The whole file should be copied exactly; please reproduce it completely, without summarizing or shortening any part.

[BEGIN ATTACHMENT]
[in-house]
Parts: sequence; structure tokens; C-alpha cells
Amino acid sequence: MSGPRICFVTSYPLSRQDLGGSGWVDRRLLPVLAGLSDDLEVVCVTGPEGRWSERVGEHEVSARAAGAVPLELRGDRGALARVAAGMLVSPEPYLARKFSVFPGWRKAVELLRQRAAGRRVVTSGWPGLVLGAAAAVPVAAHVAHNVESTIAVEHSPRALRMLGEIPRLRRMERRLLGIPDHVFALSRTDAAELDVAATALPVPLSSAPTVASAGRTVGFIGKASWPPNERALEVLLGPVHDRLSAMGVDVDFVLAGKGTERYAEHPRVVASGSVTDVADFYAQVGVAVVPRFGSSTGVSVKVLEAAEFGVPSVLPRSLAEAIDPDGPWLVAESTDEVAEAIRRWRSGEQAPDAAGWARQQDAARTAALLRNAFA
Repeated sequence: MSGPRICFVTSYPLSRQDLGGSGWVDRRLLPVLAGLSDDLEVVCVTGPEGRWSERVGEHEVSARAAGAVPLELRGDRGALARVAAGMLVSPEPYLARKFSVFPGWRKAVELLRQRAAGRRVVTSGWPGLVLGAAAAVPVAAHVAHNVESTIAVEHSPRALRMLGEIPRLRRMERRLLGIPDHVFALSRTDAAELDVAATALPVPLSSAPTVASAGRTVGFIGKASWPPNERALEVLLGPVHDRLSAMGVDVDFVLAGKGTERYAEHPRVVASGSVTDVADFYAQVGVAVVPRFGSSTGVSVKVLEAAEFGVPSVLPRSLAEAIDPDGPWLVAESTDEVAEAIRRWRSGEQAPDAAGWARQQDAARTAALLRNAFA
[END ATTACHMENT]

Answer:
[in-house]
Parts: sequence; structure tokens; C-alpha cells
Amino acid sequence: MSGPRICFVTSYPLSRQDLGGSGWVDRRLLPVLAGLSDDLEVVCVTGPEGRWSERVGEHEVSARAAGAVPLELRGDRGALARVAAGMLVSPEPYLARKFSVFPGWRKAVELLRQRAAGRRVVTSGWPGLVLGAAAAVPVAAHVAHNVESTIAVEHSPRALRMLGEIPRLRRMERRLLGIPDHVFALSRTDAAELDVAATALPVPLSSAPTVASAGRTVGFIGKASWPPNERALEVLLGPVHDRLSAMGVDVDFVLAGKGTERYAEHPRVVASGSVTDVADFYAQVGVAVVPRFGSSTGVSVKVLEAAEFGVPSVLPRSLAEAIDPDGPWLVAESTDEVAEAIRRWRSGEQAPDAAGWARQQDAARTAALLRNAFA
Repeated sequence: MSGPRICFVTSYPLSRQDLGGSGWVDRRLLPVLAGLSDDLEVVCVTGPEGRWSERVGEHEVSARAAGAVPLELRGDRGALARVAAGMLVSPEPYLARKFSVFPGWRKAVELLRQRAAGRRVVTSGWPGLVLGAAAAVPVAAHVAHNVESTIAVEHSPRALRMLGEIPRLRRMERRLLGIPDHVFALSRTDAAELDVAATALPVPLSSAPTVASAGRTVGFIGKASWPPNERALEVLLGPVHDRLSAMGVDVDFVLAGKGTERYAEHPRVVASGSVTDVADFYAQVGVAVVPRFGSSTGVSVKVLEAAEFGVPSVLPRSLAEAIDPDGPWLVAESTDEVAEAIRRWRSGEQAPDAAGWARQQDAARTAALLRNAFA